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Tourette Syndrome



  • Tourette syndrome is a disorder that causes your child to make sounds or brief, rapid movements of your face, hands, or legs that he cannot control. This happens over and over.
  • Tourette syndrome can be treated with different therapies to learn how to control the tics. It is also sometimes treated with medicine.


What is Tourette syndrome?

Tourette syndrome (TS) is a disorder that causes both motor and vocal tics. Motor tics are brief, rapid movements of the face, hands, or legs that happen over and over. Vocal tics can be words, throat clearing, or other sounds that are not made on purpose.

If tics are severe, or happen often, they can affect your child's life in many ways.

Tourette syndrome is usually lifelong, though symptoms may improve for weeks or even years at a time. In most cases, the symptoms get better in adulthood.

What is the cause?

The exact cause of this disorder is not known.

  • The brain makes chemicals that affect thoughts, emotions, and actions. Without the right balance of these chemicals, there may be problems with the way your child thinks, feels, or acts. Children with this disorder may have too little or too much of some of these chemicals.
  • People with this disorder may have physical changes in their brain. These changes may mean that some parts of the brain are more active or less active than in other people.
  • Stress also plays a part.
  • TS tends to run in families.

What are the symptoms?

Symptoms may include:

  • Eye twitches or eye blinks
  • Facial grimaces
  • Head jerks
  • Kicking, jumping, bending, or twisting
  • Touching objects
  • Grunting, throat clearing, or sniffling
  • Yelping, making up words, or repeating words over and over

Your child may have one type of tic or many different tics. The tic may start in one body part and spread to other body parts. Sometimes tics disappear for minutes or hours.

Many children with TS also have

  • Attention deficit hyperactivity disorder (ADHD), which causes problems paying attention, trouble sitting still, and doing things without thinking first
  • Obsessive compulsive disorder (OCD), in which your child constantly thinks about something that causes anxiety, or does certain actions over and over to help control anxiety, such as checking, counting, or repeating words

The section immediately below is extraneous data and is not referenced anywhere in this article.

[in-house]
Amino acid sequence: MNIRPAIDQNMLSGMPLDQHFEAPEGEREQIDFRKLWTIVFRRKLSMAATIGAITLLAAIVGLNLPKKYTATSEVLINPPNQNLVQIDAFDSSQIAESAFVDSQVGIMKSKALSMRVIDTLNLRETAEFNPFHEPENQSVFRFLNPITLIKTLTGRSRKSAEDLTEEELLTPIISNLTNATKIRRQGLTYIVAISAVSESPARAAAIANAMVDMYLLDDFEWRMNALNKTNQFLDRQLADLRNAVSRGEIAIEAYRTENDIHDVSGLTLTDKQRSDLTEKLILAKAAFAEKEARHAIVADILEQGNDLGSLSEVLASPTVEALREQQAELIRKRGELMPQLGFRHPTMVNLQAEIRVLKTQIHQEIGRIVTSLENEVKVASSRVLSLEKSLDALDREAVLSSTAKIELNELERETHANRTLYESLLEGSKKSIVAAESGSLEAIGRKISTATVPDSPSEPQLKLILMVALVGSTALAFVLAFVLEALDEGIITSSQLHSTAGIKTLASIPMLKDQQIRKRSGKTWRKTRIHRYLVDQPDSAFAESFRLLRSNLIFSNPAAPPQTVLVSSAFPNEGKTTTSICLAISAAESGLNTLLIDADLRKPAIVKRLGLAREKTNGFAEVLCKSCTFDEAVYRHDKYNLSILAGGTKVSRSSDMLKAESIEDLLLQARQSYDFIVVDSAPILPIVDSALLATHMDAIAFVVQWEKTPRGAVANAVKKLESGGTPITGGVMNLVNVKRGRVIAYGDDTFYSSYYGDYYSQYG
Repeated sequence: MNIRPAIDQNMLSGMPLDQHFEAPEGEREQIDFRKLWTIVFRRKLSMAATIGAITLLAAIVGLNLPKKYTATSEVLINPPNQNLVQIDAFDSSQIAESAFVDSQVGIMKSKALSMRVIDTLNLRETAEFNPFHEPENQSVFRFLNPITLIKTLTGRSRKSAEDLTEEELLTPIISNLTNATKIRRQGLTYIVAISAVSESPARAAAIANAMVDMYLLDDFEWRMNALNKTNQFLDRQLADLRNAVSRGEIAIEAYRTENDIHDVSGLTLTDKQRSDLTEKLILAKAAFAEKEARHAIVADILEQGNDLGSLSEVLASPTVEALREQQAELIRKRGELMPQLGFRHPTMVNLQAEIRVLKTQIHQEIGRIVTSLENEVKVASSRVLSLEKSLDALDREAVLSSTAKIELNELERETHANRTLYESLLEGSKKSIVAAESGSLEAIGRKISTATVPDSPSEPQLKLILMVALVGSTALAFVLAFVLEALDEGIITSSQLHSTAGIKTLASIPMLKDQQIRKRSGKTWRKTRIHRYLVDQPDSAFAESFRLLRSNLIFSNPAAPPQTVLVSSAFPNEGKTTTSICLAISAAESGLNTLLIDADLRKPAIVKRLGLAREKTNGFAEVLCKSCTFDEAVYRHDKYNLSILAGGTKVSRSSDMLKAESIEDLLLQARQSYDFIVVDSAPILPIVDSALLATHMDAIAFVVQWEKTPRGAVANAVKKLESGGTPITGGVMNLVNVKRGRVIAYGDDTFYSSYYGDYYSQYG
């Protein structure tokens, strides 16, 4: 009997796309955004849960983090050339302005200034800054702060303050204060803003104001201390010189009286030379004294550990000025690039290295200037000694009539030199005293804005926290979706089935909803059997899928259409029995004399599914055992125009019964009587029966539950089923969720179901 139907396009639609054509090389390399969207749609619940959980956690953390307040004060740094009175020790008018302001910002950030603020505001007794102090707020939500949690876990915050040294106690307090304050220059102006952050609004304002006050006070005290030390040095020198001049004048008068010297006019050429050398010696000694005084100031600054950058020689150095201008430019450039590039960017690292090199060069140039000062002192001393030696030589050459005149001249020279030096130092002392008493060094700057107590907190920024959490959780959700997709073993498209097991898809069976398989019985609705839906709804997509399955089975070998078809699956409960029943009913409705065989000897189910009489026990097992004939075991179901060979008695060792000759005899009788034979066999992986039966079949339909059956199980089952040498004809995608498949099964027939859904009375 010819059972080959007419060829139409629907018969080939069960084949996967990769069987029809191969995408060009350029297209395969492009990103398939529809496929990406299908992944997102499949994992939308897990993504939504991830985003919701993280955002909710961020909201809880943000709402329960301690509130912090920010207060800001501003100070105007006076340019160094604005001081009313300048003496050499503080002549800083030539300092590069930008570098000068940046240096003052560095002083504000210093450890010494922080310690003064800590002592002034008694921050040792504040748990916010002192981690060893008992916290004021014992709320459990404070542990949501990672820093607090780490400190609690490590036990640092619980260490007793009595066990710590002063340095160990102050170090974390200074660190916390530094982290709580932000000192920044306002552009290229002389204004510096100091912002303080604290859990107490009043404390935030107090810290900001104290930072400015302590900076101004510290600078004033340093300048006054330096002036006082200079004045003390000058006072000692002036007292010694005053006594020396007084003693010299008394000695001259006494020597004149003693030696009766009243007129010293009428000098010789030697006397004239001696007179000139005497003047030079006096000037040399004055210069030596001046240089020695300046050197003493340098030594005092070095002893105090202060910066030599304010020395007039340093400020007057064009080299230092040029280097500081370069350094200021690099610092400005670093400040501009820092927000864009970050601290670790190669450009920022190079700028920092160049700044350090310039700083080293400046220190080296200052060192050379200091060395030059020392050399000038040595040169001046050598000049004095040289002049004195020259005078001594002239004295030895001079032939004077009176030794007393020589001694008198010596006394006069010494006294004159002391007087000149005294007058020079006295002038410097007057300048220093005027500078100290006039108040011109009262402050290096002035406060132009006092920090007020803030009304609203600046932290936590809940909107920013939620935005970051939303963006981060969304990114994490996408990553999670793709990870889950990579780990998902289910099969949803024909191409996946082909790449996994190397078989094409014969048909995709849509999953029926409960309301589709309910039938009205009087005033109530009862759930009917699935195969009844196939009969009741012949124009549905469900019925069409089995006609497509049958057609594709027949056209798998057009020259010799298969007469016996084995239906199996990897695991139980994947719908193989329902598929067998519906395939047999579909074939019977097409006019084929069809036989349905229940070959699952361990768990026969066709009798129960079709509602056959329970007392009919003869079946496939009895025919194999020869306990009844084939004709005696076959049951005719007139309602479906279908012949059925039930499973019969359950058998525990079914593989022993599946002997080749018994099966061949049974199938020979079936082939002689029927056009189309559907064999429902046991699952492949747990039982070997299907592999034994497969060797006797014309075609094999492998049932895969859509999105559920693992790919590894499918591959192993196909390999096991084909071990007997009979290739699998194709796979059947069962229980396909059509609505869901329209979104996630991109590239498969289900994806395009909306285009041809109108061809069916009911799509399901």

• Depression, which is feeling sad, hopeless, and uninterested in daily life
  • Anxiety, which is feel tense and nervous much of the time

How is it diagnosed?

Your child’s healthcare provider will ask about your child’s symptoms and medical history and examine your child. Your child may have tests or scans to check for possible causes of his symptoms.

How is it treated?

TS may be treated with several kinds of medicine. Behavioral therapy or habit reversal training may also help. With habit reversal training, your child does something instead of the tic. The new action should use muscles in a way that makes it impossible to do the old habit. For example, instead of an eye blink tic, your child could very gently close his eyelids and hold them closed for 10 seconds.

Usually your child will have more tics when he is tense or stressed and fewer tics when he is asleep, relaxed, or focused on an absorbing task. The use of relaxation techniques or biofeedback may help relieve stress and reduce tics.

How can I help take care of my child?

Follow the full course of treatment prescribed by your healthcare provider. In addition:

  • Take care of your child’s health. Make sure your child eats a healthy diet and gets enough sleep and exercise every day. Teach your child to avoid alcohol, caffeine, nicotine, marijuana and other drugs.
  • Help your child learn ways to manage stress. Teach your child to practice deep breathing or other relaxation techniques when feeling stressed. Help your child find ways to relax--for example, by taking up a hobby, listening to music, talking with supportive friends or family, watching movies, or taking walks.
  • Never punish or shame a child for tic behaviors. There is very little that your child can do to control or stop the tics. Telling your child to stop does not solve the problem. In fact, it may make tics worse. Don’t make a big deal out of the behavior.
  • Join a support group. Support groups can help by sharing common concerns and solutions to problems with others in the same situation. You can find these services through your healthcare provider, schools, therapy programs, and local and national support organizations.

Ask your provider:

  • How and when you will hear your child’s test results
  • If there are activities your child should avoid and when he can return to his normal activities
  • How to take care of your child at home
  • What symptoms or problems you should watch for and what to do if your child has them

Make sure you know when your child should come back for a checkup. Keep all appointments for provider visits or tests.

You can get more information from:

Developed by RelayHealth.
Pediatric Advisor 2015.3 published by RelayHealth.
Last modified: 2015-03-17
Last reviewed: 2015-03-12
This content is reviewed periodically and is subject to change as new health information becomes available. The information is intended to inform and educate and is not a replacement for medical evaluation, advice, diagnosis or treatment by a healthcare professional.
Copyright ©1986-2015 McKesson Corporation and/or one of its subsidiaries. All rights reserved.
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